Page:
Wednesday, September 26, 2012

Why you might not want to move somewhere

Santiago de Chile
Santiago de Chile. Maybe not so bad?
By ChaTo (Carlos Castillo)
In my informal reader poll, back when I had half the readership I do now, I asked readers where they wanted to move to and aside from the "anywhere" respondents (23%), only two people said they wanted to move to the Americas. One person responded with USA and another responded with Mexico. Nobody voted for an African country. In fact, less than 10% of respondents listed a non-European country.

I can't prove why people overwhelmingly choose Europe, but it's not simply that they want a high standard of living. There are plenty of non-European countries on the planet where you can enjoy a very high standard of living but some aspiring expats seem to not know this. In speaking face-to-face or via email with some would-be expats, I've often found that they change their mind about alternative destinations once they learn a bit about them. It's like sports: I've found that some people who claim they don't like sports actually enjoy them once they learn a bit about the rules and the players.

However, it's still worth doing your homework. In a recent Business Week article entitled China: For Many Expats, It's Not Worth It, there are many links to blogs from expats in China explaining why they're unhappy with the country. Much of it is attributed to institutional racism: you will never be Chinese (I don't know if this is true or not, but it's a comment I've heard often), but some of it is the pollution, corruption, or the food poisoning scandals.

If you're planning on heading abroad, make sure that you're not a starry-eyed dreamer. No, scratch that. A starry-eyed dreamer is fine, but make sure you know what you're really getting into. When I lived in Amsterdam and had a Dutch gentlemen angrily challenge me, demanding to know what I was doing to integrate into Dutch society, I was taken aback but I wasn't surprised. That's not something that would happen to an American in the UK, but certainly can happen in other countries (to be fair, most Dutch people are far too polite to be as blunt as this Dutch person was).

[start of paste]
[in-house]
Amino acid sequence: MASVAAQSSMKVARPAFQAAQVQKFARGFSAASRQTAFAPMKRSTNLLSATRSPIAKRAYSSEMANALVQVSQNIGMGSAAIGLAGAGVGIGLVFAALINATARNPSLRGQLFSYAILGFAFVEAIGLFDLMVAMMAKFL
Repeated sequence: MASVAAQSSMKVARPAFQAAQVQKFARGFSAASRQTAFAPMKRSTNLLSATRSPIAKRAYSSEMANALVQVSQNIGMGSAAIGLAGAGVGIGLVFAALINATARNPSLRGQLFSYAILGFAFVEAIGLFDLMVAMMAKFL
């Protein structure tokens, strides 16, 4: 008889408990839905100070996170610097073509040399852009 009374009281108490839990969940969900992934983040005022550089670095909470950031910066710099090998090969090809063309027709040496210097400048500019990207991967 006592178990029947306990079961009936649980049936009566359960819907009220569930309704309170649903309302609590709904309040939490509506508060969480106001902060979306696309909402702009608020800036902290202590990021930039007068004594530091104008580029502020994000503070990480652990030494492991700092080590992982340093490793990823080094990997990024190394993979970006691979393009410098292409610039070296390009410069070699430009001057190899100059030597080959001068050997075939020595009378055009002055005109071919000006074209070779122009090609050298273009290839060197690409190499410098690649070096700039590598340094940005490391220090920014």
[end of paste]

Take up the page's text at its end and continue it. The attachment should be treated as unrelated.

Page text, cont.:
If you want to move abroad, you'll often find that non-European destinations have a lot to offer, but make sure you do your homework. It's a big planet and there's more stuff to see than you would imagine.


  1. What I tend to like about Europe (and I've travelled to a lot of places) is the sense of culture, history, and sustainability. Europe has very well-developed sense of society, traditions that seem to be reasonable, rather than ideological, and fairly decent political systems. Coming from Portland, which also has great bike networks, composting, recycling, etc., it feels to me that emigrating to a place without many of these functions is a step backwards.

    While I love Portland, the US has some blaring issues: it doesn't respect the health of poor people, its politics have become very difficult to handle/manage/deal with, DC is FAR away and is a different place from my reality. Environment is almost always sacrificed for economic quality here. Asia shares a lot of this (especially China, with one time zone, for fuck's sake, and no human rights, political parties, or environmental stewardship to think of), so that writes it off for me.

    What I think I like most about Europe is a deep-seated sense of history with a real understanding of the Now. The US has lessons to learn and wisdom to gain. It seems that Europe has learned many of these and is on a path to greater freedom, goodwill toward men, and inexpensive access to chorizo (the most important thing of all, really...).

  2. Steven and I are planning on South America due in large part to your entry about Uruguay. We did some research and have a short list of possibilities - Uruguay, Panama, Ecuador, Costa Rica, Colombia - that we're keeping our eye on. We plan to travel extensively once retired and want a home base that's inexpensive and safe. Our target year is 2025.

  3. Curtis - I happen to have posted two blogs this past week with the title "Looking for boltholes" (parts one and two), which might be of interest to others. My wife and I have lived in the Caribbean for the past 34 years, and were expat residents of four other countries before that. Now aged over 70, we bring a slightly different perspective to the subject of moving homes.

    My posts don't go into detail, but do favour Latin America in the event of a worldwide economic collapse. If we were to choose a place there, we might come to regret not speaking Spanish, but for now we're happy to take our chances.